The laboratory investigates programmed cell death, a cellular process functioning to maintain tissue homeostasis and eliminate damaged or unwanted cells in multicellular organism. Programmed cell death plays crucial roles in development, immune responses, and many other physiological events. Malfunction of programmed cell death can lead to diseases such as cancer, immune disorders, and neurodegenerative diseases. We employ multiple approaches to study the molecular basis of programmed cell death. We also seek to translate our basic research findings into novel cancer therapies.
Currently, we are focusing on three topics:
Apoptosis is the major form of programmed cell death. It is executed by a subfamily of cysteine proteases known as caspases. During apoptosis, these “death executioners” are activated to attack a variety of cellular targets, and eventually lead to death of the host cells. A major caspase activation pathway in mammals is the intrinsic mitochondrial pathway. Critical for various biological events, this pathway is under close regulation in cells. Currently the lab is studying the mechanisms of such regulation. Further, using high throughput screening approach, we have identified a series of artificial small molecule modulators of this pathway, and are exploring their therapeutic potential.
Autophagy, a lysosome-dependent intracellular catabolic process, has emerged as a crucial component for regulating both apoptotic and non-apoptotic cell death. As such, autophagy is involved in various human diseases ranging from immune disorders, neurodegeneration, to cancer. Currently, we are investigating the molecular mechanisms of this complicated cellular process. Our mechanistic studies mainly focus on an autophagy-specific protein kinase complex known as ULK1-ATG13-FIP200 complex. This complex directly mediates the signaling of the nutrient-sensing kinase, mTOR, thus functioning as an interface linking autophagy with metabolism, cell growth, and cancer. We are also exploring the roles of autophagy in programmed cell death and cancer treatment.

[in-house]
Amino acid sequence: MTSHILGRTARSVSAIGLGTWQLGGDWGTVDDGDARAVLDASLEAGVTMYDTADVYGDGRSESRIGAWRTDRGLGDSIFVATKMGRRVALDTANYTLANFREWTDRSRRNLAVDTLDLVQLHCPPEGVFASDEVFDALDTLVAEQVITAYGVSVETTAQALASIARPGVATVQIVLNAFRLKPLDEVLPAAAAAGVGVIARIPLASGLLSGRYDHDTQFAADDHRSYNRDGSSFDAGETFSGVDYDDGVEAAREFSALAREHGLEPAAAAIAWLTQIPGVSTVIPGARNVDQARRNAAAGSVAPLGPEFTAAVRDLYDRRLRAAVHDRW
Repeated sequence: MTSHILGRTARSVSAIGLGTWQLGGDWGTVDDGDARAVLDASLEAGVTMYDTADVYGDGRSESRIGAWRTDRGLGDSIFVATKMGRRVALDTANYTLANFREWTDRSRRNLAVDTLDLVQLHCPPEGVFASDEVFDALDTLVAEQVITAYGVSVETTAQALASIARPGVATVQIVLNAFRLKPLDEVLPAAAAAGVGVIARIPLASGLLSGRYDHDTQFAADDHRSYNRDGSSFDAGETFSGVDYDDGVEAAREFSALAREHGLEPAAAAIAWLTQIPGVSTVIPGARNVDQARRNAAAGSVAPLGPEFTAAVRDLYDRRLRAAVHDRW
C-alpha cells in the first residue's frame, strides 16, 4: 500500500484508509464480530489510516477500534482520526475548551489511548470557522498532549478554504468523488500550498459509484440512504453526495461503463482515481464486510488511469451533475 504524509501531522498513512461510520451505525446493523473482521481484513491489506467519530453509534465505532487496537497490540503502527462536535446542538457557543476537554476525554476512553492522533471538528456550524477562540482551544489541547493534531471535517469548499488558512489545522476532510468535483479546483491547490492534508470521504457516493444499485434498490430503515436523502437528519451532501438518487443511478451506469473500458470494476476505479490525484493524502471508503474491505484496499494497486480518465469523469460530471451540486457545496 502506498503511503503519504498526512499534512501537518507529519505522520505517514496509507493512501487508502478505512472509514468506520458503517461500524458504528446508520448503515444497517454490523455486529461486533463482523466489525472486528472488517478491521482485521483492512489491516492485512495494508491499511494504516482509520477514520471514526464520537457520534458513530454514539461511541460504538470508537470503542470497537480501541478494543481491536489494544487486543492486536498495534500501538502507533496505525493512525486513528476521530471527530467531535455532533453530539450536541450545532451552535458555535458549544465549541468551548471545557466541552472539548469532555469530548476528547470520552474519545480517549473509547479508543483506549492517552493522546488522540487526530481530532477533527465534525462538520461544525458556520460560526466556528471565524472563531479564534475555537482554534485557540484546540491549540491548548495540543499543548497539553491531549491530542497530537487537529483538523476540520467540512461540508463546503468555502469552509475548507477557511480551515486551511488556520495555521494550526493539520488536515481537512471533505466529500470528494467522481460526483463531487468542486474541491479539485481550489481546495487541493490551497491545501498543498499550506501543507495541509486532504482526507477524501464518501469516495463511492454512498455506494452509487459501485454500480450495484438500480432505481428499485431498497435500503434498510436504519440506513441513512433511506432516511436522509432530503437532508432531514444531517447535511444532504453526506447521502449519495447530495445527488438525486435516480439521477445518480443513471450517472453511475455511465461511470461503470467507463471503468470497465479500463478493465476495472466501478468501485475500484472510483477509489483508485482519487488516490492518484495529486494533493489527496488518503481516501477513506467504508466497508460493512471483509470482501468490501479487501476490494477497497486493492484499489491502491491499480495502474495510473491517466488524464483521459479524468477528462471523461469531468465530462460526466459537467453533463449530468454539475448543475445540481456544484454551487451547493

PTEN is a potent tumor suppressor whose gene is mutated or deleted in various human cancers with a frequency as high as that of p53. Although PTEN is a master regulator for multiple cellular functions including cell growth, migration, and programmed cell death, how PTEN itself is regulated is not well-defined. Therefore, we are studying regulation of PTEN in context of programmed cell death. Our study indicates that (1) PTEN is regulated in a highly context-specific manner, and (2) different subcellular populations of PTEN can perform distinct biological function. Currently, we are investigating the regulatory mechanisms and therapeutic implication of PTEN under two specific, cancer-relevant contexts: hypoxia and IGF signaling.
Jiang X, Kim HE, Shu H, Zhao Y, Zhang H, Kofron J, Donnelly J, Burns D, Ng SC, Rosenberg S, Wang X. Distinctive roles of PHAP proteins and prothymosin-alpha in a death regulatory pathway. Science. 2003 Jan 10;299(5604):223-6.
Wang X, Trotman LC, Koppie T, Alimonti A, Chen Z, Gao Z, Wang J, Erdjument-Bromage H, Tempst P, Cordon-Cardo C, Pandolfi PP, Jiang X. NEDD4-1 is a proto-oncogenic ubiquitin ligase for PTEN. Cell. 2007 Jan 12;128(1):129-39.
Ganley IG, Wong PM, Gammoh N, Jiang X. Distinct autophagosomal-lysosomal fusion mechanism revealed by thapsigargin-induced autophagy arrest. Mol Cell. 2011 Jun 24;42(6):731-43. doi: 10.1016/j.molcel.2011.04.024.
Feldman T, Kabaleeswaran V, Jang SB, Antczak C, Djaballah H, Wu H, Jiang X. A class of allosteric caspase inhibitors identified by high-throughput screening. Mol Cell. 2012 Aug 24;47(4):585-95. doi: 10.1016/j.molcel.2012.06.007. Epub 2012 Jul 12.
Gammoh N, Florey O, Overholtzer M, Jiang X. Interaction between FIP200 and ATG16L1 distinguishes ULK1 complex-dependent and -independent autophagy. Nat Struct Mol Biol. 2013 Feb;20(2):144-9. doi: 10.1038/nsmb.2475. Epub 2012 Dec 23.
Louis and Allston Boyer Young Investigator Award for Basic Research, Memorial Sloan-Kettering Cancer Center (2007)
Scholar, American Cancer Society (2007-2010)
Catherine and Frederick Adler Chair for junior faculty, Memorial Sloan-Kettering Cancer Center (2006)
V Scholar, The V Foundation for Cancer Research (2004-2006 )
Alfred Bressler Scholar, Alref W. Bresller Scholars Fund (2004-2007)
Sigma Xi Award, UT Southwestern (1998)
Robert A. Welch Predoctoral Fellowship, UT Southwestern (1995-1999)
Xuejun Jiang heads a laboratory at the Sloan-Kettering Institute, where he continues to help unlock the mysteries of programmed cell death.
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